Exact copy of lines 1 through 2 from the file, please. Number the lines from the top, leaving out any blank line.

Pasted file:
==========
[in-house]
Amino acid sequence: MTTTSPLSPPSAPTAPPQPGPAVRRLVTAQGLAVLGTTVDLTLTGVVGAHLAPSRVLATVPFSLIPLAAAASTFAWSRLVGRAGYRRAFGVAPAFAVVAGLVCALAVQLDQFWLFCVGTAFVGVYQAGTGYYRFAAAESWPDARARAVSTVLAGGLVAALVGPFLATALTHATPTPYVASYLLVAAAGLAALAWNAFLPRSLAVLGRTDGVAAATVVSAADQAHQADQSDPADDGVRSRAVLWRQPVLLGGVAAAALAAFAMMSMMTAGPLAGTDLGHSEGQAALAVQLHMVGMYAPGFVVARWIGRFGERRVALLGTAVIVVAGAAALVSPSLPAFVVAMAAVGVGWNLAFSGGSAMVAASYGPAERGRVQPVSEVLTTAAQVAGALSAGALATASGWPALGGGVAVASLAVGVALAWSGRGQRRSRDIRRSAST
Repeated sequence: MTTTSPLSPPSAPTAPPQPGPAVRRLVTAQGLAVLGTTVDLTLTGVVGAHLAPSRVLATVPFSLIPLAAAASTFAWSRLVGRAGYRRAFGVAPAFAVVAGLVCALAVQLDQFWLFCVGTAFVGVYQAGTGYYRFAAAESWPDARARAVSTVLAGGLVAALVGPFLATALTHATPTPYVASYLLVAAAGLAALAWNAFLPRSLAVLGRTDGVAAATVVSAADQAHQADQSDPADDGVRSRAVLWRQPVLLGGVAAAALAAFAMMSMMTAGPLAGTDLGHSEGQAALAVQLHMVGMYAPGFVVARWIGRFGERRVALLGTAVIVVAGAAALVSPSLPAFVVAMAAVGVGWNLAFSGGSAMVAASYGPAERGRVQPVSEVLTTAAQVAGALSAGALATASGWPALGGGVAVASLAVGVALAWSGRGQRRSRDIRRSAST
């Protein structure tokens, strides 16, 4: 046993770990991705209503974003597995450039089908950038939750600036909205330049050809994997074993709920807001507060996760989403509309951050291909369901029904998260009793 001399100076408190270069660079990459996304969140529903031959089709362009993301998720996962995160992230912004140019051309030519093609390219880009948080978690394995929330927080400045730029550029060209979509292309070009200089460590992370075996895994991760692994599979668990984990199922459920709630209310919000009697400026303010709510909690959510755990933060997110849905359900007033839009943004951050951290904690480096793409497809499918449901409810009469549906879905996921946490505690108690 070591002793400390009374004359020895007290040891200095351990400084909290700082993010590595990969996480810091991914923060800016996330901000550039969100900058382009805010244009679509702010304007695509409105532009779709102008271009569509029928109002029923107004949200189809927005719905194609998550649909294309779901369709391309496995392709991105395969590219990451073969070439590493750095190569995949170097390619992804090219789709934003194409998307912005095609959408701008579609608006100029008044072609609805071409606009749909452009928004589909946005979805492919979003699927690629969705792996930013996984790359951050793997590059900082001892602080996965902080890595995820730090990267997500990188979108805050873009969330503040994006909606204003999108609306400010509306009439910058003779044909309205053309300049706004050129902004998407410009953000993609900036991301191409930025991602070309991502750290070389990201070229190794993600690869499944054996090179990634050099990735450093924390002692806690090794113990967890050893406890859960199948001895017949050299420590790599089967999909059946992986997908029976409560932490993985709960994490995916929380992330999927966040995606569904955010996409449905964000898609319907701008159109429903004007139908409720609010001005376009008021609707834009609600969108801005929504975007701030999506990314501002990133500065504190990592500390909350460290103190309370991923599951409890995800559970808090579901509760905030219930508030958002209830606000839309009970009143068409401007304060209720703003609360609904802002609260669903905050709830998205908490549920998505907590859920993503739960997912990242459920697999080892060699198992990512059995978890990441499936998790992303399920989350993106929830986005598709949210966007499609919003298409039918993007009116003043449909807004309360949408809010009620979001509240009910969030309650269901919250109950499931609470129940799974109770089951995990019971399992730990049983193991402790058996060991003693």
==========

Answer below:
[in-house]
Amino acid sequence: MTTTSPLSPPSAPTAPPQPGPAVRRLVTAQGLAVLGTTVDLTLTGVVGAHLAPSRVLATVPFSLIPLAAAASTFAWSRLVGRAGYRRAFGVAPAFAVVAGLVCALAVQLDQFWLFCVGTAFVGVYQAGTGYYRFAAAESWPDARARAVSTVLAGGLVAALVGPFLATALTHATPTPYVASYLLVAAAGLAALAWNAFLPRSLAVLGRTDGVAAATVVSAADQAHQADQSDPADDGVRSRAVLWRQPVLLGGVAAAALAAFAMMSMMTAGPLAGTDLGHSEGQAALAVQLHMVGMYAPGFVVARWIGRFGERRVALLGTAVIVVAGAAALVSPSLPAFVVAMAAVGVGWNLAFSGGSAMVAASYGPAERGRVQPVSEVLTTAAQVAGALSAGALATASGWPALGGGVAVASLAVGVALAWSGRGQRRSRDIRRSAST